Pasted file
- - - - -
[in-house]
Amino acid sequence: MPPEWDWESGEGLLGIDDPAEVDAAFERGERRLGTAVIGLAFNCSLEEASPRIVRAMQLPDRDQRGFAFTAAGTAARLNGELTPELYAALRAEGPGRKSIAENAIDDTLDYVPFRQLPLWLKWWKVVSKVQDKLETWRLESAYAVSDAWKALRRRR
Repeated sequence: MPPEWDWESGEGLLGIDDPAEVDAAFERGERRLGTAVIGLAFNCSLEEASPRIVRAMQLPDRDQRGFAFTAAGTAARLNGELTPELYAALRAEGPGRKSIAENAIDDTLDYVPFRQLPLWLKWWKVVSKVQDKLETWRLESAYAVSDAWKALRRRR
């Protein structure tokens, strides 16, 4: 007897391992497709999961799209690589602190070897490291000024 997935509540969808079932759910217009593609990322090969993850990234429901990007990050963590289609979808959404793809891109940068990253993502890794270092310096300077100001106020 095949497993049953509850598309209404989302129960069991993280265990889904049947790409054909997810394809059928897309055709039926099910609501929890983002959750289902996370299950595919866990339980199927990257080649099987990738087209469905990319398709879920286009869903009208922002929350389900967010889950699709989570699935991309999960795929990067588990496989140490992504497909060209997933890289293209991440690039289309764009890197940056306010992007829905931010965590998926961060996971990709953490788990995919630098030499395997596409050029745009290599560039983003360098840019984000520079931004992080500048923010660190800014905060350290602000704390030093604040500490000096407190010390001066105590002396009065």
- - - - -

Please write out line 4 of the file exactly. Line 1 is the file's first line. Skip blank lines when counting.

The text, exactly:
């Protein structure tokens, strides 16, 4: 007897391992497709999961799209690589602190070897490291000024 997935509540969808079932759910217009593609990322090969993850990234429901990007990050963590289609979808959404793809891109940068990253993502890794270092310096300077100001106020 095949497993049953509850598309209404989302129960069991993280265990889904049947790409054909997810394809059928897309055709039926099910609501929890983002959750289902996370299950595919866990339980199927990257080649099987990738087209469905990319398709879920286009869903009208922002929350389900967010889950699709989570699935991309999960795929990067588990496989140490992504497909060209997933890289293209991440690039289309764009890197940056306010992007829905931010965590998926961060996971990709953490788990995919630098030499395997596409050029745009290599560039983003360098840019984000520079931004992080500048923010660190800014905060350290602000704390030093604040500490000096407190010390001066105590002396009065």